Using chard in lasagna instead of noodles. (Barbara Damrosch )

Kale might be called the new spinach, but behind the current crispy-kale-chip fetish I can see a competitor sneaking up. I’ll bet chard will be the new kale.

You might know it as Swiss chard, but the Swiss have little to do with this ancient Mediterranean plant. Botanically, it’s a beet, but one bred for lush leaves and stems instead of big, sweet, bulbous roots. Sometimes, the leafy type is called silverbeet, on account of its broad, silvery-white stem and ribs.

Chard became a glamorous crop when varieties with brightly colored stems began turning up in gardens, not just bright red ones such as Ruby or Rhubarb but also the multicolored mixes such as Bright Lights, Rainbow and Five Color Silverbeet. But gardeners soon discovered how easy chard is to grow. Even in cool climates it can survive the winter with no protection. Leaf production might slow down or stop, but the roots are often still there in spring, only to sprout again for a quick flush of greenery before going to seed. If protected by a cold frame or unheated greenhouse, its tasty greens are even more abundant in wintertime. In our garden trials, we’ve found the variety Argentata to be the most cold-hardy.

At the same time, warm-climate gardeners find that chard will survive hot summers as well — maybe not in perfect condition — but again the roots persist and send up fresh foliage with the coming of crisp fall days. And it will not go to seed in summer the way lettuce or spinach will. Nor does it wilt as easily as spinach in hot, dry weather.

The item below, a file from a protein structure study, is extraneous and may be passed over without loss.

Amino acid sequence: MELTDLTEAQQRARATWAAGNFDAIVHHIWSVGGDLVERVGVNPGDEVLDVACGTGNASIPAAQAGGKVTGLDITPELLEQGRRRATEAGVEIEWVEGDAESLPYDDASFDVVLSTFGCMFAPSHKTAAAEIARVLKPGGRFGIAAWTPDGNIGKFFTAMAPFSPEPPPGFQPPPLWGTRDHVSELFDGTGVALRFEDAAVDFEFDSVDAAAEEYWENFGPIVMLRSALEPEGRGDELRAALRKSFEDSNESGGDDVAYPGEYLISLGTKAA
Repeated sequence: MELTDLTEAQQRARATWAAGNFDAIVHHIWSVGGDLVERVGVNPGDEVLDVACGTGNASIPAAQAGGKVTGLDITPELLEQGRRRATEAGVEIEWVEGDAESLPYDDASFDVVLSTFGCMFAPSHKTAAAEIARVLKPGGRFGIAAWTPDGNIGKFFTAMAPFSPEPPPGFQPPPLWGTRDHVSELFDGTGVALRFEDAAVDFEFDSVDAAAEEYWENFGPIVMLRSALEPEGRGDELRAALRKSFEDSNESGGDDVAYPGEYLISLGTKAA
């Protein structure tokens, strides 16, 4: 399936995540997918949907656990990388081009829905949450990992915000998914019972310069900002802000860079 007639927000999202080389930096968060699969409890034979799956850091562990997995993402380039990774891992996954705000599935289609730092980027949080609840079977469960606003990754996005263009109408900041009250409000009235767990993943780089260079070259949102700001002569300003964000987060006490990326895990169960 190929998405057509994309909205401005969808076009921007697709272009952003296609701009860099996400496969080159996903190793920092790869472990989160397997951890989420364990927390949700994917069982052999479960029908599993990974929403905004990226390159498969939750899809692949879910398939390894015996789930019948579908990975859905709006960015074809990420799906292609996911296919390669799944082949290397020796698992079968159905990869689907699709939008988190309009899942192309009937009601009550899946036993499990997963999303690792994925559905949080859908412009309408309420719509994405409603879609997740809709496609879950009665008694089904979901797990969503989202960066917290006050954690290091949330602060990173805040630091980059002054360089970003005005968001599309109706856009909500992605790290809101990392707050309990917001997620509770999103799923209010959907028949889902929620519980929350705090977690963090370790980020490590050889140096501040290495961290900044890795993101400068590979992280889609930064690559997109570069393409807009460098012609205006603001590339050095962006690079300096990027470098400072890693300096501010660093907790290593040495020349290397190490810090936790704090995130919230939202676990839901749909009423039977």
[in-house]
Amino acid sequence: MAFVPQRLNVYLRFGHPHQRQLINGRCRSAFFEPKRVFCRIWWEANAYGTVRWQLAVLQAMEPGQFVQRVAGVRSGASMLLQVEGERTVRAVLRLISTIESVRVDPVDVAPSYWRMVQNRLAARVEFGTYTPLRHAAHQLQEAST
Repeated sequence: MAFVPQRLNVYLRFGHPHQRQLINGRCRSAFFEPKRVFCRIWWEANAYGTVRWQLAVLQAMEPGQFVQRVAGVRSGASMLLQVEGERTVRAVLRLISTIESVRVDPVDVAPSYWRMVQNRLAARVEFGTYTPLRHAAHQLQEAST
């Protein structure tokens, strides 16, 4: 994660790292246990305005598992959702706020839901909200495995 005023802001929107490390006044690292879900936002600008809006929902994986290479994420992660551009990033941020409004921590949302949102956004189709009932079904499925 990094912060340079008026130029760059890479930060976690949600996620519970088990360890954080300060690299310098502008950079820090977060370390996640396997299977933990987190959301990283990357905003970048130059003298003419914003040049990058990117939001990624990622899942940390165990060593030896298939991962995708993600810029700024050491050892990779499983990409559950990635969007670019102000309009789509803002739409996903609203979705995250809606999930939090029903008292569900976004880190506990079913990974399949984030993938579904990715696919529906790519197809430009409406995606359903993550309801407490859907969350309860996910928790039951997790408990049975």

None of this would matter if chard weren’t delicious. Its mild flavor is never bitter, but it’s distinctive enough to flavor a soup, quiche or gratin. Quite apart from flashy-colored stems, which to my mind are prettier and more vivid in the garden than they are cooked and on the plate, the type of chard you grow, and how you grow it, will influence its utility in the kitchen.

First of all, the stem and the leaf can almost be considered two separate vegetables, the stem being very firm, the leaf soft and pliable. They’re great sauteed together, but the leaves must be added later, after the stems have had time to soften. They pair beautifully in a stir-fry, too, where you start with the stem for crunch, then add the leaves.

If the nutrient-rich green leaves are the more important element for you, you might prefer a type variously called narrow-stemmed chard, perpetual chard or perpetual spinach (which, of course, it is not). This is an Italian version, of which the most popular variety is Erbette. Try picking it either at baby leaf size, for salads, or at about six inches long, when it is delectable just steamed and buttered.

But don’t disparage the big, stemmy chards. Good old Fordhook Giant is a large champion plant, vigorous enough to shrug off both the cold of winter and the leaf miners that can tunnel the leaves in early summer. Slice away the stems and serve them like steamed asparagus with, say, lemon, olive oil and pine nuts. Or take the immense leaves and pretend they are the noodles in a lasagna, spreading them in a baking pan with layers of sauce and cheese in between. A dish like that could almost make a vegetable famous.

Tip of the week

Wait until late winter for the annual major pruning of rosebushes. Untidy as it is, this season’s growth will afford some extra hardiness to roses. You can reduce canes by a third to a half, but hold off until February before removing old and diseased canes and pruning stems back hard. — Adrian Higgins

Damrosch’s latest book is “The Four Season Farm Gardener’s Cookbook.”